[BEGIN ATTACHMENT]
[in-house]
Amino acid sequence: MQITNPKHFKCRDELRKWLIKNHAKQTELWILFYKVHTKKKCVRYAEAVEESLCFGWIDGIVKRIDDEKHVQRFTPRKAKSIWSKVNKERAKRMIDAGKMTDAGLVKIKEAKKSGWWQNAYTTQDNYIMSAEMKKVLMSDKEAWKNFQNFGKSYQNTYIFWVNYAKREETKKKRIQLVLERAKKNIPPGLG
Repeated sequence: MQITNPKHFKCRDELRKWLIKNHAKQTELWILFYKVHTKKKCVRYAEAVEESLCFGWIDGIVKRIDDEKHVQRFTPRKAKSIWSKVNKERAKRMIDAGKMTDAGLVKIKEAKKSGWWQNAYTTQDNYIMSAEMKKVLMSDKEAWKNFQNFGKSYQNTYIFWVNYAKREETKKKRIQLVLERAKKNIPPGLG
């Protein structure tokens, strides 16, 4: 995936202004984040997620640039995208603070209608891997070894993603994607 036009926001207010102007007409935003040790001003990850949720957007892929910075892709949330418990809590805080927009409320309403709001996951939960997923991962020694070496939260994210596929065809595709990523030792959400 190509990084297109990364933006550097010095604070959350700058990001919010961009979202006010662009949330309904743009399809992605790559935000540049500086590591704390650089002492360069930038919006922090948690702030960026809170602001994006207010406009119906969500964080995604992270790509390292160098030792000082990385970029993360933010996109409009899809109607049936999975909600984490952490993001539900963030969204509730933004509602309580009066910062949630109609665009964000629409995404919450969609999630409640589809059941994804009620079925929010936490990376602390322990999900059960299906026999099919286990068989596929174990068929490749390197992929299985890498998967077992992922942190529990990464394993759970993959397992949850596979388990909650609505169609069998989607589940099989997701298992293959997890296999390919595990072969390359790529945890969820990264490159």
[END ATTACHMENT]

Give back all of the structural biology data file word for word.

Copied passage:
[in-house]
Amino acid sequence: MQITNPKHFKCRDELRKWLIKNHAKQTELWILFYKVHTKKKCVRYAEAVEESLCFGWIDGIVKRIDDEKHVQRFTPRKAKSIWSKVNKERAKRMIDAGKMTDAGLVKIKEAKKSGWWQNAYTTQDNYIMSAEMKKVLMSDKEAWKNFQNFGKSYQNTYIFWVNYAKREETKKKRIQLVLERAKKNIPPGLG
Repeated sequence: MQITNPKHFKCRDELRKWLIKNHAKQTELWILFYKVHTKKKCVRYAEAVEESLCFGWIDGIVKRIDDEKHVQRFTPRKAKSIWSKVNKERAKRMIDAGKMTDAGLVKIKEAKKSGWWQNAYTTQDNYIMSAEMKKVLMSDKEAWKNFQNFGKSYQNTYIFWVNYAKREETKKKRIQLVLERAKKNIPPGLG
């Protein structure tokens, strides 16, 4: 995936202004984040997620640039995208603070209608891997070894993603994607 036009926001207010102007007409935003040790001003990850949720957007892929910075892709949330418990809590805080927009409320309403709001996951939960997923991962020694070496939260994210596929065809595709990523030792959400 190509990084297109990364933006550097010095604070959350700058990001919010961009979202006010662009949330309904743009399809992605790559935000540049500086590591704390650089002492360069930038919006922090948690702030960026809170602001994006207010406009119906969500964080995604992270790509390292160098030792000082990385970029993360933010996109409009899809109607049936999975909600984490952490993001539900963030969204509730933004509602309580009066910062949630109609665009964000629409995404919450969609999630409640589809059941994804009620079925929010936490990376602390322990999900059960299906026999099919286990068989596929174990068929490749390197992929299985890498998967077992992922942190529990990464394993759970993959397992949850596979388990909650609505169609069998989607589940099989997701298992293959997890296999390919595990072969390359790529945890969820990264490159």